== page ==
Of course we can't always be the perfect parents and I have come to realise that I should not feel guilty when it comes to getting cross with the kids, I fully believe that if there is a child in this world that never misbehaves or pisses off their their parents then they are either Pinocchio and wooden or have been bound and gagged and locked in a cellar!!

It's ok to break out of the mummy/daddy role from time to time, but just remember, kids are highly observant and receptive, they learn and react from you and your behaviour. Yet  most importantly, always ensure above all else that your child knows that they are loved and cherished. When you do that the rewards are always worth the tears and the tantrums that you and them sometimes endure.

Friday, 10 May 2013

Heart on my sleeve

I'm really grateful for the feedback that I've had off people who have read my blog. The one thing that seems to come up is how open and forward I am about my life and things that I feel. I guess I don't seem to have a censor button when it comes to talking about myself and my emotions.

All my life I think I have been very forthcoming in terms of expressing myself. As a child, if I was upset, angry, happy, sad, pissed off, whatever, I not only let people know verbally, but also my body would also be acting out whichever emotion I would happen to be experiencing. Is there such a condition as emotional tourettes?

They say that your eyes are like a window into your soul, for me that is so true. Like my father, I think I have this ability to speak with my eyes and not say a word. As a child, it wasn't shouting in our house that had any impact, my dad would have a "stare", his eyes would go a very deep brown, almost black and they would fix upon you and hold you there under his gaze. If this was some sci-fi film, you could probably see the laser that was ever so slowly burning into your head. When you saw this stare, you would have to turn away quickly just in case he might actually penetrate the brain.

Maybe I picked up on this technique, or perhaps it was inherited, either way, I too have the "stare". I discovered this following a conversation that my headmaster (also taught me French) had with my parents when I was 12.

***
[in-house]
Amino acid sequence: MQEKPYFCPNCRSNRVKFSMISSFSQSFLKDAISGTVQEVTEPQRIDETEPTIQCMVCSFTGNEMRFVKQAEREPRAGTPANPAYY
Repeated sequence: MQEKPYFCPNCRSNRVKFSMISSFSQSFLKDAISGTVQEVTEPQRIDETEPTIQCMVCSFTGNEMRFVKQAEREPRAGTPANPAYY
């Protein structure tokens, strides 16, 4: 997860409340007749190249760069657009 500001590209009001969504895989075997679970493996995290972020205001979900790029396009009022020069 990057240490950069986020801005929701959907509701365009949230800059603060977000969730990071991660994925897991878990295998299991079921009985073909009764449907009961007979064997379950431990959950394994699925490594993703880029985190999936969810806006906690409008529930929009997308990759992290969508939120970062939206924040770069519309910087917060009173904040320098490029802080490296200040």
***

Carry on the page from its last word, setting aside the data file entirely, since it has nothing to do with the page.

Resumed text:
Mr Weremcyk - "your daughter is hard to teach"
my parents - "erm, ok, why?"
MrWeremcyk - "She has way of looking at me, that is most unsettling, a certain stare"

Yes, there you go folks, even at 12 I had the stare nailed.

I use the old adage ' I wear my heart on my sleeve'  because no truer words could be said, but it actually makes me feel comfortable to be so open and honest. I'm not ashamed of telling people how I feel. I sometimes think I do it because I want people to feel able to tell me things that they might not necessarily think is OK to discuss. This sounds very corny and perhaps a little bit egotistical, but nothing makes me feel better and happier when someone is able to disclose something to me that they might otherwise have felt awkward about. It's not about what they relate, but the fact that they can feel that they can relate to me. It's almost like I'm a big comfy chair that they can relax in.

The person I probably have to thank for this is my mum, she had the most warm and welcoming aura around her that glowed. People were forever in her office or on her phone seeking advice or just an ear. From old ladies and troubled teens to top flight rabbis, mum would listen to them with the same unaffected and nonjudgmental attention. There was no pompousness in her counsel, she did not feel herself as a martyr, she only ever wanted to make people feel comfortable in her presence.

But it is with the love and tolerance that I had from both my parents that have allowed me to be the open and honest person that I am today. They always encouraged both me and my brothers to be true to ourselves, making it feel natural for us to be expressive and emotionally unconstrained. Yes our house was often loud, contentious and somewhat tumultuous. However, when it came to who we all were as people, parents and children that was and still is bona fide and genuine.